There’s no other way. They give 
you ten-rupee note and milk to 
your fill. It is this note tht keeps 
the hearth burning for some 
days!" 

Gulab Chand, seated under 
the pipal tree, felt an awakening 
like Lord Budha had under the ^ 
Bodhi tree. He realised that he 
had still one thing left and that 
was his blood which had not 



10 


20 June - 4 July 1988 





FORUM 

GAZETTE 


been wasted on any youthful 
excesses. By its sale, he could 
sustain his old mother, sister-in- 
law and her children. This real- 
isation revealed to him an 
escape from the pangs of 
hunger. The path led to Irwin 
Hospital where underneath the 
clock tower the words "Blood 
Bank" were inscribed. He lost no 
time in finding out the details 
from Mohan. And when he 
returned home in the evening, 
signs of oontentment were visible 
on his face as though he had 
found a way of defeating the fru- 
strations of life. He became obliv- 
ious to his mother’s irritation or 
the children’s sobs, and passed 
the night in the golden dreams of 
the advancing tomorrow.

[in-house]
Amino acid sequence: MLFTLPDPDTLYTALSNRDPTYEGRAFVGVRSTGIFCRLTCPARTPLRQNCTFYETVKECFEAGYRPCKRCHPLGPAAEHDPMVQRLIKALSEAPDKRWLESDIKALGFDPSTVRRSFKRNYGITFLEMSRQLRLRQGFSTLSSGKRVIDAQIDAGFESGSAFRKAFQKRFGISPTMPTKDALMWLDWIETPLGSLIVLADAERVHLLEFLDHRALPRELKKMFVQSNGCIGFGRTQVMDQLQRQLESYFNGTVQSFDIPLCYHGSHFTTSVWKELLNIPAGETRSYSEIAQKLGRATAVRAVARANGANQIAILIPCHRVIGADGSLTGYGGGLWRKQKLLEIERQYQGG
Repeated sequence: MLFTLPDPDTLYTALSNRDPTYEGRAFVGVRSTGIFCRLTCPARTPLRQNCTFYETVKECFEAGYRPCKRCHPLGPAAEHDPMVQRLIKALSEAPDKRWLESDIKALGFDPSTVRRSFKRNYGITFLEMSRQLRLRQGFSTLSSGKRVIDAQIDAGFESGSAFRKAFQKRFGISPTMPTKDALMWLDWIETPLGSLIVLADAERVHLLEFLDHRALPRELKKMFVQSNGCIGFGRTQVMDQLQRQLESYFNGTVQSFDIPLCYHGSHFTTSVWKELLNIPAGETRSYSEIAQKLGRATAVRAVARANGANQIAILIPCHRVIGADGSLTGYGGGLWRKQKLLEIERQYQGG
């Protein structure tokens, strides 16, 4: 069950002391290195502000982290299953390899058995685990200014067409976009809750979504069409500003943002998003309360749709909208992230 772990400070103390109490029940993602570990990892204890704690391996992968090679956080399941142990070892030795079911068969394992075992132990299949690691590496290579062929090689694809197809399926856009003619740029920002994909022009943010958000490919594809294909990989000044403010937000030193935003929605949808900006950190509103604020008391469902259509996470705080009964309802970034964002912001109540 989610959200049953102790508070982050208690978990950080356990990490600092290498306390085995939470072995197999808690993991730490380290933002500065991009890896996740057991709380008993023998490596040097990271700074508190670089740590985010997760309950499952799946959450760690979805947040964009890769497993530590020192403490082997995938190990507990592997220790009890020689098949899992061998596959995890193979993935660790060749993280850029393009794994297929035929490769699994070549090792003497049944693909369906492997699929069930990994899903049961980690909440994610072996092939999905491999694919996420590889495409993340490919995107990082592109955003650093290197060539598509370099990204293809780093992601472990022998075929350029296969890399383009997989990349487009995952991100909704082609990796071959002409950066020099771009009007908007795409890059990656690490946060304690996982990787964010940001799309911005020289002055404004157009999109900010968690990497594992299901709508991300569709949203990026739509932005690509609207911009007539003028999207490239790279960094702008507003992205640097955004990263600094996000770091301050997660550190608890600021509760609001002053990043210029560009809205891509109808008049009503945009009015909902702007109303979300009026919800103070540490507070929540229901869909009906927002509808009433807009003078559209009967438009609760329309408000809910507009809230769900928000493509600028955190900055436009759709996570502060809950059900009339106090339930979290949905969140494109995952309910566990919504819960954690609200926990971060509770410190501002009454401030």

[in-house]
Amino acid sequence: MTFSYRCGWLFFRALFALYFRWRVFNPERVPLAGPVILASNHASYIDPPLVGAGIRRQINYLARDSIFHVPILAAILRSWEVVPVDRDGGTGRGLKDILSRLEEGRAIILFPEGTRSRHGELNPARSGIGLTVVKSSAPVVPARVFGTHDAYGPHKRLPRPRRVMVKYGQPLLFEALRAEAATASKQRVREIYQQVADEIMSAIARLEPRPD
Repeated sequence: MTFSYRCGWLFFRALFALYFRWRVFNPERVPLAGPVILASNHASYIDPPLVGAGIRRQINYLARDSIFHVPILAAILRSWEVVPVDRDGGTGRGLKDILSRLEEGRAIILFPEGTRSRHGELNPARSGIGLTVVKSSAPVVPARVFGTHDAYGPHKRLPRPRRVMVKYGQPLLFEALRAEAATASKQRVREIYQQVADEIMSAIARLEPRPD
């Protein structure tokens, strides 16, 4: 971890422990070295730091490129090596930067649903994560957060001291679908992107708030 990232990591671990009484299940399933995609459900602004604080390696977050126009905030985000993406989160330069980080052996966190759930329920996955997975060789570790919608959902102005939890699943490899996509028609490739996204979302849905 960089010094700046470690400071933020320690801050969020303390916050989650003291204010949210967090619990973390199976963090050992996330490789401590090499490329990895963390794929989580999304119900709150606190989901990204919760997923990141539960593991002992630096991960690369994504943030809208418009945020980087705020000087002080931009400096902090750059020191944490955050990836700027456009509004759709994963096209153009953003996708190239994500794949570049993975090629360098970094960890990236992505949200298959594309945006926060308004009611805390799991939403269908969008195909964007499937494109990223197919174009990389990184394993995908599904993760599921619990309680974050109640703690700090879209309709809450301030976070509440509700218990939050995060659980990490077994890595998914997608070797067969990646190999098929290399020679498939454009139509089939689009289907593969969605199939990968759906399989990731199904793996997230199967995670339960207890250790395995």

Wearing a ragged Kurta and 
wrapping a dirty sheet to keep off 
the cold, he visited Delhi the next 
day. His mind was full of all pos- 
sibilities. He entered Invin Hos- 
pital and hasitatingly asked a 
sweeper, "baba, where is blood 
sold?" 

The sweeper pointed to the 
doctor’s room and disappeared 
into thb labyrinth of verandahs. 
^ Gulab Chand sat oown on a 
Ibench outside the blood bank 
and waited in the fond hope that 
someone vwsuld come out whom 
he could tell the purpose of his 
visit. Every minute seemed an 
age to him. Soon his patience 
was exhausted and his body 
began to ache.. Time and again, 
he would untie and re-tie his 
turban to shake off the drudgery 
of waiting. 

At long last when a peon came 
out, he heavd a sign of relief. 
Mustering courage, he asked 
him, ’O brother, is blood sold 
here?’ 

The poen looked at him non- 
chantly and replied. Yes, Khan! 
It’s sold here. His sharp eyes had 
spied a new victim. 

, ^"1 want to sell blood," was all 
\ ^at Gulab Chand could mutter. 

"But we don’t need it at 
present," saying so the peon 
walked back into the room. 

The reply disheartened Gulab 
Chand. The ray of hope had 
again been engulfed darkness. 
The more he thought the more 
his heart began to sink. Lost in 
the sea of anxiety, he continued 
to sit on the bench. He was not 
bold enough to employ Mohan 
Lai's technique of bribing the 
peon. During this time the peon 
came out once or twice and cas- 
ually looked at him but did not 
utter a wood. He also did not 
wish to lose his victim. At last, 
with a show of artificial sympa- 
thy, he asked "Why Khan! Why 
are you sitting now? I’ve told you 
already that we don't need blood 
any more. 

Gulab Chand entreated with